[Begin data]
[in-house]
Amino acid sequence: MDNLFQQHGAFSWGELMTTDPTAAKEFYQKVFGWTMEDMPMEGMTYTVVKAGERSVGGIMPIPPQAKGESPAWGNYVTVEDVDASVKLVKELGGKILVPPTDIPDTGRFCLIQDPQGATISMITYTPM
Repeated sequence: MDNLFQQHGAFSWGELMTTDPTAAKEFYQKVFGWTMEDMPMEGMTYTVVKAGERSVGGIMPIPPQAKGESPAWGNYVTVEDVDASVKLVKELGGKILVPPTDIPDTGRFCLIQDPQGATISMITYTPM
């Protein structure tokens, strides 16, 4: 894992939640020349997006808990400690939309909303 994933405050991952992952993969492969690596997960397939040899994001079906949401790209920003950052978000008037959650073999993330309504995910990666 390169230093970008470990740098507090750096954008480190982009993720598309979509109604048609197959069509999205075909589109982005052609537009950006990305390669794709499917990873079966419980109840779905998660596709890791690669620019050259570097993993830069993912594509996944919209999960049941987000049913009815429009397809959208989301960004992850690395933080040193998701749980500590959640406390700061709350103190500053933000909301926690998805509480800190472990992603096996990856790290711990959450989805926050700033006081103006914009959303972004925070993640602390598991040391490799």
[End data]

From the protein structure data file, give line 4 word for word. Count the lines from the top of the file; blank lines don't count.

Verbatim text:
């Protein structure tokens, strides 16, 4: 894992939640020349997006808990400690939309909303 994933405050991952992952993969492969690596997960397939040899994001079906949401790209920003950052978000008037959650073999993330309504995910990666 390169230093970008470990740098507090750096954008480190982009993720598309979509109604048609197959069509999205075909589109982005052609537009950006990305390669794709499917990873079966419980109840779905998660596709890791690669620019050259570097993993830069993912594509996944919209999960049941987000049913009815429009397809959208989301960004992850690395933080040193998701749980500590959640406390700061709350103190500053933000909301926690998805509480800190472990992603096996990856790290711990959450989805926050700033006081103006914009959303972004925070993640602390598991040391490799």